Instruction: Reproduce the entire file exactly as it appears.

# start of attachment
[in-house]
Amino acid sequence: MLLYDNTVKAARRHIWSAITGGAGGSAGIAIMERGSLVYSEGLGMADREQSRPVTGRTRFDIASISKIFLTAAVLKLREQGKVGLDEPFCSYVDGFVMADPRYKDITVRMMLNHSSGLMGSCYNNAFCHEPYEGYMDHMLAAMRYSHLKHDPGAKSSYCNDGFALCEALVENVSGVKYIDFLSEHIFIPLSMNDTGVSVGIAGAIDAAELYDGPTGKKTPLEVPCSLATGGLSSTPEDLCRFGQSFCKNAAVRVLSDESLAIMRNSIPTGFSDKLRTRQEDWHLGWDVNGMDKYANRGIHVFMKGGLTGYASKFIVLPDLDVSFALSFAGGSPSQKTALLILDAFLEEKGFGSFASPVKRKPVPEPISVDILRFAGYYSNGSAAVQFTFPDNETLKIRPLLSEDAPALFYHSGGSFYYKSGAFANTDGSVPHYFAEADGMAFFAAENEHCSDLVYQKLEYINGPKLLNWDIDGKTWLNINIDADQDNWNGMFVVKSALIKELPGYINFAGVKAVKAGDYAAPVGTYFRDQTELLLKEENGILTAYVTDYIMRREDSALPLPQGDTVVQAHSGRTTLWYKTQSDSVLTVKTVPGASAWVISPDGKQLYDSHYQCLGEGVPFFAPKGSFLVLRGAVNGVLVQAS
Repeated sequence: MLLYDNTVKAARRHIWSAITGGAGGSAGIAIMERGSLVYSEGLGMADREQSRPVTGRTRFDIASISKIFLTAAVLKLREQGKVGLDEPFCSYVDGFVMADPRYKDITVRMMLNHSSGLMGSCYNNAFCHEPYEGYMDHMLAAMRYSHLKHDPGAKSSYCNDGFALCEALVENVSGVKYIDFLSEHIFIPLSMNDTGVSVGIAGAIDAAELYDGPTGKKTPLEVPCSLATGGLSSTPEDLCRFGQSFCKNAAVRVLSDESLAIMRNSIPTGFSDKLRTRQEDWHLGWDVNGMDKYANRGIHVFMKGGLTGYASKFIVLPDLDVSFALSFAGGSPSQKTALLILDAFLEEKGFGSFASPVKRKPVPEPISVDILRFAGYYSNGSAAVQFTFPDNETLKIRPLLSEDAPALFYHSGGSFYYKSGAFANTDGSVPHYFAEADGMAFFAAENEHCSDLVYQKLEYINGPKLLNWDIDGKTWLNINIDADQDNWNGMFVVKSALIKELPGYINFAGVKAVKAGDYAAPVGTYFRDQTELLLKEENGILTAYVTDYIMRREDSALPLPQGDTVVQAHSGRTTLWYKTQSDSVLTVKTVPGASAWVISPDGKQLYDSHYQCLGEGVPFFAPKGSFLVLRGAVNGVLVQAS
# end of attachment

[in-house]
Amino acid sequence: MLLYDNTVKAARRHIWSAITGGAGGSAGIAIMERGSLVYSEGLGMADREQSRPVTGRTRFDIASISKIFLTAAVLKLREQGKVGLDEPFCSYVDGFVMADPRYKDITVRMMLNHSSGLMGSCYNNAFCHEPYEGYMDHMLAAMRYSHLKHDPGAKSSYCNDGFALCEALVENVSGVKYIDFLSEHIFIPLSMNDTGVSVGIAGAIDAAELYDGPTGKKTPLEVPCSLATGGLSSTPEDLCRFGQSFCKNAAVRVLSDESLAIMRNSIPTGFSDKLRTRQEDWHLGWDVNGMDKYANRGIHVFMKGGLTGYASKFIVLPDLDVSFALSFAGGSPSQKTALLILDAFLEEKGFGSFASPVKRKPVPEPISVDILRFAGYYSNGSAAVQFTFPDNETLKIRPLLSEDAPALFYHSGGSFYYKSGAFANTDGSVPHYFAEADGMAFFAAENEHCSDLVYQKLEYINGPKLLNWDIDGKTWLNINIDADQDNWNGMFVVKSALIKELPGYINFAGVKAVKAGDYAAPVGTYFRDQTELLLKEENGILTAYVTDYIMRREDSALPLPQGDTVVQAHSGRTTLWYKTQSDSVLTVKTVPGASAWVISPDGKQLYDSHYQCLGEGVPFFAPKGSFLVLRGAVNGVLVQAS
Repeated sequence: MLLYDNTVKAARRHIWSAITGGAGGSAGIAIMERGSLVYSEGLGMADREQSRPVTGRTRFDIASISKIFLTAAVLKLREQGKVGLDEPFCSYVDGFVMADPRYKDITVRMMLNHSSGLMGSCYNNAFCHEPYEGYMDHMLAAMRYSHLKHDPGAKSSYCNDGFALCEALVENVSGVKYIDFLSEHIFIPLSMNDTGVSVGIAGAIDAAELYDGPTGKKTPLEVPCSLATGGLSSTPEDLCRFGQSFCKNAAVRVLSDESLAIMRNSIPTGFSDKLRTRQEDWHLGWDVNGMDKYANRGIHVFMKGGLTGYASKFIVLPDLDVSFALSFAGGSPSQKTALLILDAFLEEKGFGSFASPVKRKPVPEPISVDILRFAGYYSNGSAAVQFTFPDNETLKIRPLLSEDAPALFYHSGGSFYYKSGAFANTDGSVPHYFAEADGMAFFAAENEHCSDLVYQKLEYINGPKLLNWDIDGKTWLNINIDADQDNWNGMFVVKSALIKELPGYINFAGVKAVKAGDYAAPVGTYFRDQTELLLKEENGILTAYVTDYIMRREDSALPLPQGDTVVQAHSGRTTLWYKTQSDSVLTVKTVPGASAWVISPDGKQLYDSHYQCLGEGVPFFAPKGSFLVLRGAVNGVLVQAS